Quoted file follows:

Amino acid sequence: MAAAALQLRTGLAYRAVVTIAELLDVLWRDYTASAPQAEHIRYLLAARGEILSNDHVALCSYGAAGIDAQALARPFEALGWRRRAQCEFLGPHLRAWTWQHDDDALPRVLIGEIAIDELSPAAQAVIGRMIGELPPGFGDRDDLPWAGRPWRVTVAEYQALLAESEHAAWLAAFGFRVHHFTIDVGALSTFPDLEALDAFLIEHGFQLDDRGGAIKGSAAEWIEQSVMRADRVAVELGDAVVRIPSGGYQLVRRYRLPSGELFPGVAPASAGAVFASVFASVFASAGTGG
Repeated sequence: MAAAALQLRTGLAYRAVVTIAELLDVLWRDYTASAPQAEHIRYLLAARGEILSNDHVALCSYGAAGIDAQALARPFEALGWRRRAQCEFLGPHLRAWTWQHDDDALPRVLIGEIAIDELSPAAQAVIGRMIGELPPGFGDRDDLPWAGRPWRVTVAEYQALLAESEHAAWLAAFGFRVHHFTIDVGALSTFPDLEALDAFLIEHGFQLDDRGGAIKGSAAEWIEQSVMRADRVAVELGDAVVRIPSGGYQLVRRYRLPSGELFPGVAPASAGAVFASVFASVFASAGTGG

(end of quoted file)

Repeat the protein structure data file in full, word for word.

Amino acid sequence: MAAAALQLRTGLAYRAVVTIAELLDVLWRDYTASAPQAEHIRYLLAARGEILSNDHVALCSYGAAGIDAQALARPFEALGWRRRAQCEFLGPHLRAWTWQHDDDALPRVLIGEIAIDELSPAAQAVIGRMIGELPPGFGDRDDLPWAGRPWRVTVAEYQALLAESEHAAWLAAFGFRVHHFTIDVGALSTFPDLEALDAFLIEHGFQLDDRGGAIKGSAAEWIEQSVMRADRVAVELGDAVVRIPSGGYQLVRRYRLPSGELFPGVAPASAGAVFASVFASVFASAGTGG
Repeated sequence: MAAAALQLRTGLAYRAVVTIAELLDVLWRDYTASAPQAEHIRYLLAARGEILSNDHVALCSYGAAGIDAQALARPFEALGWRRRAQCEFLGPHLRAWTWQHDDDALPRVLIGEIAIDELSPAAQAVIGRMIGELPPGFGDRDDLPWAGRPWRVTVAEYQALLAESEHAAWLAAFGFRVHHFTIDVGALSTFPDLEALDAFLIEHGFQLDDRGGAIKGSAAEWIEQSVMRADRVAVELGDAVVRIPSGGYQLVRRYRLPSGELFPGVAPASAGAVFASVFASVFASAGTGG